Cyprus Mail

Animal Party calls for animal welfare protocol in hotels

By Evie Andreou

As a tourist destination, Cyprus should give the best image abroad when it comes to animal welfare, the head of the Cyprus Tourism Organisation (CTO) Marios Hannides said on Tuesday.

The Cyrus Animal Party and CTO discussed the possibility of introducing a protocol on the handling of stray animals in hospitality units.

“It is a fact that the recent press publications on animal abuse in Cyprus have tarnished, to a great extent, Cyprus’ image abroad. The goal of today’s meeting is to find ways, in cooperation with animal welfare organisations and with the Animal Party, so that these kinds of actions are prevented in the future,” Hannides said.

Cyprus hit the headlines around the world when a sick dog, later named Billy, was thrown in the cardboard crushing unit when it was found at a hotel in Protaras. After it was rescued when some tourists heard its cries it was kept alive for a few days at a local vet.

The Animal Party’s chairman Kyriacos Kyriacou said even though there are currently other programmes run by non-governmental-organisations that cooperate with hotels, they are voluntary.

“They (hotels) only participate if they want to. We want to introduce a special protocol, which once signed, will bind them to commit and participate,” Kyriacou said.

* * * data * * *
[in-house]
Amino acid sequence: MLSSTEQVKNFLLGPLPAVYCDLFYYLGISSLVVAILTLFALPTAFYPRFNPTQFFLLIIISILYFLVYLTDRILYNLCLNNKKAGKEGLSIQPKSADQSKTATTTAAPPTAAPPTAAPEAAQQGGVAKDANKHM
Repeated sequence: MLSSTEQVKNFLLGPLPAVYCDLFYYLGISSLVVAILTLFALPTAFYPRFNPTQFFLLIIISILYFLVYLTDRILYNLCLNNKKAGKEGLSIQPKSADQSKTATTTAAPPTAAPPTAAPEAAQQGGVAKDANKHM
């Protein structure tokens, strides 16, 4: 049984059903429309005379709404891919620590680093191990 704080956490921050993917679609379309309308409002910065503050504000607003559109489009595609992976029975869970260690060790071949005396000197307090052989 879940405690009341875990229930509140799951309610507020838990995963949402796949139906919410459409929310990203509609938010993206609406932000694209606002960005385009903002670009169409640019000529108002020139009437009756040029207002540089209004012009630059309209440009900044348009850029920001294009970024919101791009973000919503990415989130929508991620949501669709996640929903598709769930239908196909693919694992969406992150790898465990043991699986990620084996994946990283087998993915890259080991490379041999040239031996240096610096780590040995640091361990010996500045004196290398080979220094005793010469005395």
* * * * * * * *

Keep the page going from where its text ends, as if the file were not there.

The suggested protocol of ‘Animal protection, welfare and management’ indicates procedures when dealing with stray and farm animals, wounded animals, support of stray animals and animal abuse.

The Animal Party suggests that it should be applied when hotel staff or guests find stray or wounded animals or when they suspect or witness animal abuse.

A list is provided of state, local and other organisations dealing with animals and the protocol urges hotel managers to get in contact with them and be informed of their role and their field of responsibility so if they come across any animal related issue they will know how to act and who to call.

The list suggests the state veterinary services, district animal welfare committees, local animal shelters, local police stations, local vets, and state and other departments dealing with animal welfare.

“In cases of an emergency and communication is not possible with any of the contacts, or during weekends, hotel managers should be able to work independently and immediately to help any animal in need,” the protocol says.

It also suggests that each hotel has a net to capture animals, a scanner to scan stray dogs for a microchip, animal food for cases of emergency, a place to keep animals until they are taken by the authorities or a shelter, an animal first aid kit and an agreement with a local vet, available to assist in cases of emergency.

“The way this protocol is implemented will send out the relevant messages for our tourism. This way our tourism will increase, animal abuse incidents will decrease and it will help change the way we treat animals in our country,” Kyriacou said.

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